The UK FCA’s CryptoSprint: a race to regulate cryptoassets?bit2main
The UK’s Financial Conduct Authority (the FCA) held its first CryptoSprint in May 2022 involving over 100 participants from the crypto industry, financial services firms, academia and consumer groups. The aim – to increase the FCA’s understanding of the cryptoasset market and seek views from the industry on what appropriate regulation might look like. Why? The UK Government has announced that it will consult later this year on whether to regulate a wider range of cryptoassets. This comes in the background of an increasingly regulated space: certain cryptoasset businesses must register for AML purposes, and the Government has also confirmed that it will bring currently-unregulated cryptoassets within the scope of the financial promotion rules and bring stablecoins used for payments into the regulatory perimeter.
What was discussed?
Among other things, participants suggested:
- there should be a principles-based approach to regulation to accommodate the pace of technology and innovation, which should be technology neutral;
- given the many use cases for cryptoassets, an (ideally international) digital taxonomy should be created, such that rules can be applied appropriately;
- existing rules should be used where possible, rather than creating bespoke standards;
- regulation should be proportionate to balance encouraging innovation with protecting consumers and markets; and
- as an interim step before formal regulation, the creation of a self-regulatory organisation might provide greater clarity for firms.
The participants also considered a number of specific areas for regulation:
- Issuance and disclosure: While there was broad agreement that a disclosure regime is needed, there was not consensus as to: (i) the level of disclosure (plain language summary at the point of creation; objective information only; subjective information including risk warnings or volatility metrics); (ii) whether the exchange or the issuer should be responsible for providing the information; and (iii) whether a different standard of disclosure should apply to retail investors from institutional investors.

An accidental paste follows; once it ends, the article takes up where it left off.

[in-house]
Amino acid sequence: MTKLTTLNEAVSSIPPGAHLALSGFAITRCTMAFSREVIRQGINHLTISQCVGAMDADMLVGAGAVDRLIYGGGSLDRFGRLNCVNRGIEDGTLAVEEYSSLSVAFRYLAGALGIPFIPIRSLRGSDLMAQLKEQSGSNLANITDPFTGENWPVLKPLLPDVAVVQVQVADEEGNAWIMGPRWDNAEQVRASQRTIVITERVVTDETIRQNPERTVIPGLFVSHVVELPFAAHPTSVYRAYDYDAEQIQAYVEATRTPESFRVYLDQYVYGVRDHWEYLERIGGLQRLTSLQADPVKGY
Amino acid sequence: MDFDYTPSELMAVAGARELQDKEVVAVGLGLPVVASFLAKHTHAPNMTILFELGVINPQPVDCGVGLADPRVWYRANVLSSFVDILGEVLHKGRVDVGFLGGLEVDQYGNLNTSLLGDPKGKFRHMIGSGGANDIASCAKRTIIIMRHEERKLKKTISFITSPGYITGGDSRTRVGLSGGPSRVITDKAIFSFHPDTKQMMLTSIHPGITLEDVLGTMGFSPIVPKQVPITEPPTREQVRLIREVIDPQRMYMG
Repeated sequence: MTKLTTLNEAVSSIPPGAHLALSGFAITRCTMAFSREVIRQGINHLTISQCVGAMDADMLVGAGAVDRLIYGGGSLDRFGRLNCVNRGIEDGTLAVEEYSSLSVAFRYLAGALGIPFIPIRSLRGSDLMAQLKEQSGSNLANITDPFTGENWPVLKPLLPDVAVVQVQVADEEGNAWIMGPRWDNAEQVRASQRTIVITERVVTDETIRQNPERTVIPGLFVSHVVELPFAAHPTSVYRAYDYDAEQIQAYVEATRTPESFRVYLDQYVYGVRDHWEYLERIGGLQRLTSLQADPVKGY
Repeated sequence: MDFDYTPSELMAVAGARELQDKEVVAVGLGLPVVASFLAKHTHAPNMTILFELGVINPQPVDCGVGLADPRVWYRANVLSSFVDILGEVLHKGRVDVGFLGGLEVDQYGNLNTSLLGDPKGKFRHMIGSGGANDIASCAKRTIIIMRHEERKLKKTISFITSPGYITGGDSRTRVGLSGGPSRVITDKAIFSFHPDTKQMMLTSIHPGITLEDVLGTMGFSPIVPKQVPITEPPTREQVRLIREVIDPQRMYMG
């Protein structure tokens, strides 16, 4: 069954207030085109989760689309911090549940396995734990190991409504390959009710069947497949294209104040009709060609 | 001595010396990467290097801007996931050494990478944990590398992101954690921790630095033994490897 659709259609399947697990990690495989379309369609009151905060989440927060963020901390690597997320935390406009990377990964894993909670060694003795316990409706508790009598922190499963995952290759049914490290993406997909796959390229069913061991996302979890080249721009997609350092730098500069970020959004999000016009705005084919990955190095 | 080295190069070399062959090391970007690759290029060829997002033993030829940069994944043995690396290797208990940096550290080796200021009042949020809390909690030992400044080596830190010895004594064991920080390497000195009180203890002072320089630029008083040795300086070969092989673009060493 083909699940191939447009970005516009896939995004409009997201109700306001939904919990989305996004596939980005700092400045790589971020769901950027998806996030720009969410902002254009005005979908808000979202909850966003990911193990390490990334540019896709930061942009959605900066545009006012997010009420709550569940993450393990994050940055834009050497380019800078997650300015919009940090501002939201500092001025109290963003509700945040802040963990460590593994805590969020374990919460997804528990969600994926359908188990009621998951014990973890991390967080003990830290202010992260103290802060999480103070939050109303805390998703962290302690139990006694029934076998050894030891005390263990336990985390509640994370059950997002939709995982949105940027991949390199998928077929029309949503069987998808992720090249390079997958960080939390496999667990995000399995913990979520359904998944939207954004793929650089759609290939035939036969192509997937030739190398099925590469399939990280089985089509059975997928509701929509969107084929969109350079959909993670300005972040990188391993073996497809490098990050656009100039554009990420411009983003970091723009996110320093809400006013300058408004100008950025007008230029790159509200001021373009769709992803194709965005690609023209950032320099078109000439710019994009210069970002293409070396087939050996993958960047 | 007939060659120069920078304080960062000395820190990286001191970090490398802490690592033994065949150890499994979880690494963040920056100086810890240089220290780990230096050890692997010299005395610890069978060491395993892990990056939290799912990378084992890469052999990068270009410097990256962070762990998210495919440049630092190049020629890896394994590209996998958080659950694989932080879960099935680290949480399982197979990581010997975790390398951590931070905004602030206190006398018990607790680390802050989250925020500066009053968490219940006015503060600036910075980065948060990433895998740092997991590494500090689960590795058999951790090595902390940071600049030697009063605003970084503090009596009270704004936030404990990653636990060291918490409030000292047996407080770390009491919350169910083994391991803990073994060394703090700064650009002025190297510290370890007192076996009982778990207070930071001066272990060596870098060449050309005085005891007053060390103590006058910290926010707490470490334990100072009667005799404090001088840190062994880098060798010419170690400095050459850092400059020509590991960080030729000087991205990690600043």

- Regulatory hooks: When determining where regulatory obligations should be placed, there were particular challenges around decentralisation – suggestions included focusing regulatory responsibility on centralised on and off ramps like exchanges or giving decentralised autonomous organisations a UK legal status. There was particular concern over regulatory arbitrage, with calls for cross-border regulation and a consistent global taxonomy.
- Custody: There was broad consensus that existing regulation should be used where possible, particularly the Client Assets Sourcebook (CASS). However, challenges were identified around: (i) wide range of business models, standards, and services among existing cryptoasset custodians; (ii) evidencing ownership of a cryptoasset in the case of a firm’s insolvency; (iii) the bearer nature of the private key, and the need for custodians to apply robust operational and governance controls to help prevent loss and misuse of private keys; and (iv) protecting UK consumers from harm when their assets are serviced by a custodian based in another jurisdiction.
What can we expect next?
With a host of regulatory change on the horizon for cryptoassets, we can expect to see the output from the Cryptosprint being fed into the UK Government’s proposals to regulate the broader cryptoasset industry. In particular, the FCA points to the imbalance of information between consumers and service providers, and challenges faced by consumers to fully understand the risks associated with investing in cryptoassets. Given the FCA’s concerns around consumers in particular, we anticipate that any regulatory proposals will have a strong consumer protection focus – for example, we may see cryptoassets being brought within the scope of the new Consumer Duty.